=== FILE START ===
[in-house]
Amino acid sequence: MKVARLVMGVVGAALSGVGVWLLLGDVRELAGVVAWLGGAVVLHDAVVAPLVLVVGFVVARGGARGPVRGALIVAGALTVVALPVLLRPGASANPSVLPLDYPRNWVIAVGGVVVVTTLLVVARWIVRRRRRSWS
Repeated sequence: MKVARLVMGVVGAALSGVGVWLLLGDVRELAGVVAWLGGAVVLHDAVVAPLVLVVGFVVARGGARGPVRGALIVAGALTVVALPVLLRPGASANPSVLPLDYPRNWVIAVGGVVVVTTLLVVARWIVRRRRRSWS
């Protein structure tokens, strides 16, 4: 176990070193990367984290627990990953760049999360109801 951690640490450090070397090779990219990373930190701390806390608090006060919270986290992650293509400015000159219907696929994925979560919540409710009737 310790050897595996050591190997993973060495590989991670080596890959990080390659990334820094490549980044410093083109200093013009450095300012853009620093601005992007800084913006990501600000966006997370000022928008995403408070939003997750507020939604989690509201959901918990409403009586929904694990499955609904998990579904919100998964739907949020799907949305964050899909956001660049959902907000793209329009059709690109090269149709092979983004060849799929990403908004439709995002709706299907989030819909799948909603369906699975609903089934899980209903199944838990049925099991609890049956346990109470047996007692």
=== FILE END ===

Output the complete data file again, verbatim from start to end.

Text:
[in-house]
Amino acid sequence: MKVARLVMGVVGAALSGVGVWLLLGDVRELAGVVAWLGGAVVLHDAVVAPLVLVVGFVVARGGARGPVRGALIVAGALTVVALPVLLRPGASANPSVLPLDYPRNWVIAVGGVVVVTTLLVVARWIVRRRRRSWS
Repeated sequence: MKVARLVMGVVGAALSGVGVWLLLGDVRELAGVVAWLGGAVVLHDAVVAPLVLVVGFVVARGGARGPVRGALIVAGALTVVALPVLLRPGASANPSVLPLDYPRNWVIAVGGVVVVTTLLVVARWIVRRRRRSWS
């Protein structure tokens, strides 16, 4: 176990070193990367984290627990990953760049999360109801 951690640490450090070397090779990219990373930190701390806390608090006060919270986290992650293509400015000159219907696929994925979560919540409710009737 310790050897595996050591190997993973060495590989991670080596890959990080390659990334820094490549980044410093083109200093013009450095300012853009620093601005992007800084913006990501600000966006997370000022928008995403408070939003997750507020939604989690509201959901918990409403009586929904694990499955609904998990579904919100998964739907949020799907949305964050899909956001660049959902907000793209329009059709690109090269149709092979983004060849799929990403908004439709995002709706299907989030819909799948909603369906699975609903089934899980209903199944838990049925099991609890049956346990109470047996007692």